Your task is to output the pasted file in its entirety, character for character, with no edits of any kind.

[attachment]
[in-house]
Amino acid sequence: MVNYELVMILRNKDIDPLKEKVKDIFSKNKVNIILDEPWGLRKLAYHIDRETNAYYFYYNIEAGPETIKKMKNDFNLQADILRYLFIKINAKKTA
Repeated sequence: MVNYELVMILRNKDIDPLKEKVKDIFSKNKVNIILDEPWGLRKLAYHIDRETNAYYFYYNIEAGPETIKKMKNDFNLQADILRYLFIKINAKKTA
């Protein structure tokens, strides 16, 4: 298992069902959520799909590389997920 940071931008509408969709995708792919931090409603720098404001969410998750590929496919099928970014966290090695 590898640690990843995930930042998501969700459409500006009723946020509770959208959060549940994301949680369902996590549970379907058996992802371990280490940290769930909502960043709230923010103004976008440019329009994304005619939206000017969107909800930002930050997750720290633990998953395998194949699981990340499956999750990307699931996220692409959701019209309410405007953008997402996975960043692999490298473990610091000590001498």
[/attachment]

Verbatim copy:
[in-house]
Amino acid sequence: MVNYELVMILRNKDIDPLKEKVKDIFSKNKVNIILDEPWGLRKLAYHIDRETNAYYFYYNIEAGPETIKKMKNDFNLQADILRYLFIKINAKKTA
Repeated sequence: MVNYELVMILRNKDIDPLKEKVKDIFSKNKVNIILDEPWGLRKLAYHIDRETNAYYFYYNIEAGPETIKKMKNDFNLQADILRYLFIKINAKKTA
């Protein structure tokens, strides 16, 4: 298992069902959520799909590389997920 940071931008509408969709995708792919931090409603720098404001969410998750590929496919099928970014966290090695 590898640690990843995930930042998501969700459409500006009723946020509770959208959060549940994301949680369902996590549970379907058996992802371990280490940290769930909502960043709230923010103004976008440019329009994304005619939206000017969107909800930002930050997750720290633990998953395998194949699981990340499956999750990307699931996220692409959701019209309410405007953008997402996975960043692999490298473990610091000590001498």